What Lessons Can Be Learned from the Carmel High School Bullying Story?

by Kent Sterling

A comment on the last post about the Carmel High School Bullying Story that is currently dominating the news in Indianapolis brought back memories of high school.  Here is the full comment:

“They were swiping freshman asses with credit cards…It is serious, but in regards to everything going on, this should be a minor story. Actions are necessary but they do not need to be publicized. You’re right Kent.”

The part that caught my attention is, “…in regards to everything going on, this should be a minor story.”  When I was in high school, there was an endless supply of bizarre incidents that parents, teachers, administrators, and media of which they were either ignorant or more comfortable not acknowledging.  But if the kids threatened a walk out to protest the layoffs of several popular teachers, everyone went bananas.

My interpretation of the comment is that there are things going on at Carmel (and likely every other high school in America) that would make parents cringe at the minimum, and likely march with torches in search of someone to be held accountable.  Adults know about this thing, and so we are waving our arms all over the place and shrieking about the injustice of freshmen being abused by seniors.

For the kids inside the halls of high schools, we look like complete idiots.  We are giving authority figures the bad name we deserve.  When I was in high school, it was kids and drugs.  Students were heading to their cars by the hundreds and getting high during lunch.  The school responded by hiring a security guard.  He was five-foot nothing and weighed a metric ton.  He wore a uniform for a couple of weeks, and the kids adjusted their schedule a little.  The guard then began wearing tie-dyed shirts to try to fit in.  A 38-year-old cannonball in a tie-dyed shirt was more obviously out-of-place than a cop.  Our response was, “Really?  Are you people this damn stupid?”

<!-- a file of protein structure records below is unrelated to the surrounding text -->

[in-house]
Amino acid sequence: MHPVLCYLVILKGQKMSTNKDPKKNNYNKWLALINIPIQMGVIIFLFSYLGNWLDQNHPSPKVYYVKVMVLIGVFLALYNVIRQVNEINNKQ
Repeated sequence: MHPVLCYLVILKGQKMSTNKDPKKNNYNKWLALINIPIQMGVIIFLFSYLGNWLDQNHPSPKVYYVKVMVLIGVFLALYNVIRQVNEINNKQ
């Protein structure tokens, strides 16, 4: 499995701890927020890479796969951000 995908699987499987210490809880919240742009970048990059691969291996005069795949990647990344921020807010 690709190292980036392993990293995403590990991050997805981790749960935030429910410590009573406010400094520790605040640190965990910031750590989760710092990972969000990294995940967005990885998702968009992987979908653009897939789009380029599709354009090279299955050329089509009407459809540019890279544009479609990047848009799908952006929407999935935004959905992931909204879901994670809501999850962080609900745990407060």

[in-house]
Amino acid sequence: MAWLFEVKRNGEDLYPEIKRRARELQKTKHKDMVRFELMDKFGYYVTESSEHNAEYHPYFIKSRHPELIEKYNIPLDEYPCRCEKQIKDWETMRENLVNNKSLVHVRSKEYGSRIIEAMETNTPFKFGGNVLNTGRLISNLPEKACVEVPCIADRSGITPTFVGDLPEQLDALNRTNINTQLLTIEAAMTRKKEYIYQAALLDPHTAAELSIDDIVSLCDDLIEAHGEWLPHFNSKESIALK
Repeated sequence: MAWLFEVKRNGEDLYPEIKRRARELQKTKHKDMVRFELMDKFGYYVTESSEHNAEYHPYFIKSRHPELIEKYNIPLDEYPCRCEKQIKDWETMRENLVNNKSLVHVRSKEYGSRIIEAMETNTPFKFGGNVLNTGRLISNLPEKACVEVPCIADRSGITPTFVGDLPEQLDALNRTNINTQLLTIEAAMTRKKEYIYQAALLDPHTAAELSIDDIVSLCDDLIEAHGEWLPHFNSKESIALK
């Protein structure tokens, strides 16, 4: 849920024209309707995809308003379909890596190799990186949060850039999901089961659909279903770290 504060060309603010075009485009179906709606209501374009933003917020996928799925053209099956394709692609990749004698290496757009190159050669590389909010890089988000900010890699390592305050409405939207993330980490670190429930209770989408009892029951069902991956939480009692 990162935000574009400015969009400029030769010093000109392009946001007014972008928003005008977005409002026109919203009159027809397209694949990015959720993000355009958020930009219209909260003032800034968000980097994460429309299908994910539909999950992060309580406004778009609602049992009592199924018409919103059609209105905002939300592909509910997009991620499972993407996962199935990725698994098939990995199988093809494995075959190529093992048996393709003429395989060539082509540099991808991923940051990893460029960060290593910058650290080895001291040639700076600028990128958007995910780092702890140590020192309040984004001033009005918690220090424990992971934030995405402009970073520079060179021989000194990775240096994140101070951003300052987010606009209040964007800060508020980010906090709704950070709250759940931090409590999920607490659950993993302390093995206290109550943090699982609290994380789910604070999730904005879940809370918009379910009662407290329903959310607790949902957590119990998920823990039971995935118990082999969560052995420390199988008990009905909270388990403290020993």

The kids who enjoyed getting stoned continued to sit behind the tinted windows of their cars and do what they had done forever because they understood what we all knew – if we kept everything quiet, the people in charge would let the students get away with anything.  There are 4,000 students at Carmel High School.  It’s not easy to control 4,000 kids who have not learned anything about real-life consequences yet.  It’s all done with smoke and mirrors, and the more the kids get to see behind the curtain, the less control the administrators have.

Parents want to trust that they made the right choice in sending their kid to a school.  That is our end of the bargain.  Without it, we want someone’s head.  The kids and the administrators form an unspoken alliance to keep the parents in the dark.  Everyone gets to do what they like, and the parents are none the wiser.  If principals look hard enough for kids engaging in evil, they will surely find it.  Then what?  With 4,000 kids, God knows how many complications you might find.  Better to control it – keep it under wraps, than spend the rest of your life suspending kids and meeting with parents. 

These kids aren’t tools.  Above all else, they get the push and pull of authority.  When I was a senior, some kids threatened the walk-out I mentioned a few paragraphs ago.  The principle problem was the layoff of the athletic trainer – a good guy named Rex Sharp.  The athletes had gotten to know Rex, and wanted to show their support for him.  The principal of the school called several of us into the office the morning of the walkout, and asked what we knew and what could be done to stop it.  I was the only true subversive in the group, so I spoke up, “You don’t have anything to worry about.  There won’t be any walkout.”

Mr. Renshaw looked at me with some doubt.  I said, “There isn’t going to be any organized walkout.  If there are ten guys, I would be surprised.  I can’t stop ten guys from running out the back door to the football field.”  By letting him think that I would stop it, I earned some grace.  Later in the year, I needed him to look the other way, and he obliged.  That’s the way high school works.  Help the principal look good, and he’ll give you a pass when you need it.  Nice little allegory for dealing with authority in the real world too.

Maybe I’m a vigilante, but if my son had been one of the abused freshmen, my first visit would not have been to the principal, and it wouldn’t have taken me a month to get some justice.

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